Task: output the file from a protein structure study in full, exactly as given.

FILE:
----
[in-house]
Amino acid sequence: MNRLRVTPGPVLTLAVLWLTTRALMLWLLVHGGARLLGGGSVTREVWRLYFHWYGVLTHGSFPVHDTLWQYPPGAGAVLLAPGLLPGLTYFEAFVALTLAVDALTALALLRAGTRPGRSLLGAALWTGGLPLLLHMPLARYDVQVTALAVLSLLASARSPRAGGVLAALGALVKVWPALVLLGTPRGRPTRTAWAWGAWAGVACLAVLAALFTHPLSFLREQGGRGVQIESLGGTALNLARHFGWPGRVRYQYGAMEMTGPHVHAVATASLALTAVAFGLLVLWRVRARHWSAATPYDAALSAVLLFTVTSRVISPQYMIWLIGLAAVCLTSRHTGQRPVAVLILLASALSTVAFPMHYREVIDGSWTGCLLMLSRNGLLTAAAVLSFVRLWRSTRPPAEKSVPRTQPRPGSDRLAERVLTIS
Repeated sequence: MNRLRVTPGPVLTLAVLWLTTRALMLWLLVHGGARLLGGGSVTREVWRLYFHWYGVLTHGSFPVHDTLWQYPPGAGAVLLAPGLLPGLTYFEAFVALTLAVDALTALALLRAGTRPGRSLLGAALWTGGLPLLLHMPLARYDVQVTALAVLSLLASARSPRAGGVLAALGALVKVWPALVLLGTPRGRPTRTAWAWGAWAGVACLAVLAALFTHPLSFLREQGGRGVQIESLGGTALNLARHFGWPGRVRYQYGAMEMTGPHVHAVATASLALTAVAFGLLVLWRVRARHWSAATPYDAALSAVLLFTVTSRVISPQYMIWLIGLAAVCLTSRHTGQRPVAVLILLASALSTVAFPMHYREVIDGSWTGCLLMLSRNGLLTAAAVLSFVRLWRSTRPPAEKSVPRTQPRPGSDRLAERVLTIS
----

[in-house]
Amino acid sequence: MNRLRVTPGPVLTLAVLWLTTRALMLWLLVHGGARLLGGGSVTREVWRLYFHWYGVLTHGSFPVHDTLWQYPPGAGAVLLAPGLLPGLTYFEAFVALTLAVDALTALALLRAGTRPGRSLLGAALWTGGLPLLLHMPLARYDVQVTALAVLSLLASARSPRAGGVLAALGALVKVWPALVLLGTPRGRPTRTAWAWGAWAGVACLAVLAALFTHPLSFLREQGGRGVQIESLGGTALNLARHFGWPGRVRYQYGAMEMTGPHVHAVATASLALTAVAFGLLVLWRVRARHWSAATPYDAALSAVLLFTVTSRVISPQYMIWLIGLAAVCLTSRHTGQRPVAVLILLASALSTVAFPMHYREVIDGSWTGCLLMLSRNGLLTAAAVLSFVRLWRSTRPPAEKSVPRTQPRPGSDRLAERVLTIS
Repeated sequence: MNRLRVTPGPVLTLAVLWLTTRALMLWLLVHGGARLLGGGSVTREVWRLYFHWYGVLTHGSFPVHDTLWQYPPGAGAVLLAPGLLPGLTYFEAFVALTLAVDALTALALLRAGTRPGRSLLGAALWTGGLPLLLHMPLARYDVQVTALAVLSLLASARSPRAGGVLAALGALVKVWPALVLLGTPRGRPTRTAWAWGAWAGVACLAVLAALFTHPLSFLREQGGRGVQIESLGGTALNLARHFGWPGRVRYQYGAMEMTGPHVHAVATASLALTAVAFGLLVLWRVRARHWSAATPYDAALSAVLLFTVTSRVISPQYMIWLIGLAAVCLTSRHTGQRPVAVLILLASALSTVAFPMHYREVIDGSWTGCLLMLSRNGLLTAAAVLSFVRLWRSTRPPAEKSVPRTQPRPGSDRLAERVLTIS